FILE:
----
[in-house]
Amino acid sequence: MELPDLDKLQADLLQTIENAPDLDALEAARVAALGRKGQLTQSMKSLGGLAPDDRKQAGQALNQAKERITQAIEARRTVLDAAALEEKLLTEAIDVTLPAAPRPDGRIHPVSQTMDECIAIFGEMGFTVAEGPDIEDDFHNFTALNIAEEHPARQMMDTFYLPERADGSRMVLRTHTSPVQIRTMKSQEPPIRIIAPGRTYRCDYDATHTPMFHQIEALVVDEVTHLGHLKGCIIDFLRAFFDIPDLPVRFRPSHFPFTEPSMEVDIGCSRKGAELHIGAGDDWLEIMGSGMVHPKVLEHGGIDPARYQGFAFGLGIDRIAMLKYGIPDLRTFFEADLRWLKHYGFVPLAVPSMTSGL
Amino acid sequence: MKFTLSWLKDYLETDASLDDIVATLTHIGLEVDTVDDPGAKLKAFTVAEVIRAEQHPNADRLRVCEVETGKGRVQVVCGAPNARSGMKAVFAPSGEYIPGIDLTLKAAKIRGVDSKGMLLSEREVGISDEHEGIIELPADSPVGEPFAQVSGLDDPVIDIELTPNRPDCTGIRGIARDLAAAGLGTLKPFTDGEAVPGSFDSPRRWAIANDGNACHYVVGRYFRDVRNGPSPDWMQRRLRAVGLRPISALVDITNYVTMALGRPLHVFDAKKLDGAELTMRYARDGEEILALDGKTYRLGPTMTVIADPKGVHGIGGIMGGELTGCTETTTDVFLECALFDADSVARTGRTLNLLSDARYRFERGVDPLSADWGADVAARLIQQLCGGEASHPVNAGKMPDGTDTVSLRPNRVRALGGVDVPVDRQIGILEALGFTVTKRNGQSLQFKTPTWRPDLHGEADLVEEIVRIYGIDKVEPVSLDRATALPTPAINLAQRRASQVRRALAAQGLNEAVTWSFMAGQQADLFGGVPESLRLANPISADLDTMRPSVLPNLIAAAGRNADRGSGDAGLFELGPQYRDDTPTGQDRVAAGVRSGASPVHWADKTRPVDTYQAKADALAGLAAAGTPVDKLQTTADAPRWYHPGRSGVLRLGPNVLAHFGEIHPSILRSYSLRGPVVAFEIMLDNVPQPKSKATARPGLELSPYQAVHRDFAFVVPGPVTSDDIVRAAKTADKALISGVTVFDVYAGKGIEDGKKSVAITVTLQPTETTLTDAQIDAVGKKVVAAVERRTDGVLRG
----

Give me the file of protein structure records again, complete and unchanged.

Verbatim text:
[in-house]
Amino acid sequence: MELPDLDKLQADLLQTIENAPDLDALEAARVAALGRKGQLTQSMKSLGGLAPDDRKQAGQALNQAKERITQAIEARRTVLDAAALEEKLLTEAIDVTLPAAPRPDGRIHPVSQTMDECIAIFGEMGFTVAEGPDIEDDFHNFTALNIAEEHPARQMMDTFYLPERADGSRMVLRTHTSPVQIRTMKSQEPPIRIIAPGRTYRCDYDATHTPMFHQIEALVVDEVTHLGHLKGCIIDFLRAFFDIPDLPVRFRPSHFPFTEPSMEVDIGCSRKGAELHIGAGDDWLEIMGSGMVHPKVLEHGGIDPARYQGFAFGLGIDRIAMLKYGIPDLRTFFEADLRWLKHYGFVPLAVPSMTSGL
Amino acid sequence: MKFTLSWLKDYLETDASLDDIVATLTHIGLEVDTVDDPGAKLKAFTVAEVIRAEQHPNADRLRVCEVETGKGRVQVVCGAPNARSGMKAVFAPSGEYIPGIDLTLKAAKIRGVDSKGMLLSEREVGISDEHEGIIELPADSPVGEPFAQVSGLDDPVIDIELTPNRPDCTGIRGIARDLAAAGLGTLKPFTDGEAVPGSFDSPRRWAIANDGNACHYVVGRYFRDVRNGPSPDWMQRRLRAVGLRPISALVDITNYVTMALGRPLHVFDAKKLDGAELTMRYARDGEEILALDGKTYRLGPTMTVIADPKGVHGIGGIMGGELTGCTETTTDVFLECALFDADSVARTGRTLNLLSDARYRFERGVDPLSADWGADVAARLIQQLCGGEASHPVNAGKMPDGTDTVSLRPNRVRALGGVDVPVDRQIGILEALGFTVTKRNGQSLQFKTPTWRPDLHGEADLVEEIVRIYGIDKVEPVSLDRATALPTPAINLAQRRASQVRRALAAQGLNEAVTWSFMAGQQADLFGGVPESLRLANPISADLDTMRPSVLPNLIAAAGRNADRGSGDAGLFELGPQYRDDTPTGQDRVAAGVRSGASPVHWADKTRPVDTYQAKADALAGLAAAGTPVDKLQTTADAPRWYHPGRSGVLRLGPNVLAHFGEIHPSILRSYSLRGPVVAFEIMLDNVPQPKSKATARPGLELSPYQAVHRDFAFVVPGPVTSDDIVRAAKTADKALISGVTVFDVYAGKGIEDGKKSVAITVTLQPTETTLTDAQIDAVGKKVVAAVERRTDGVLRG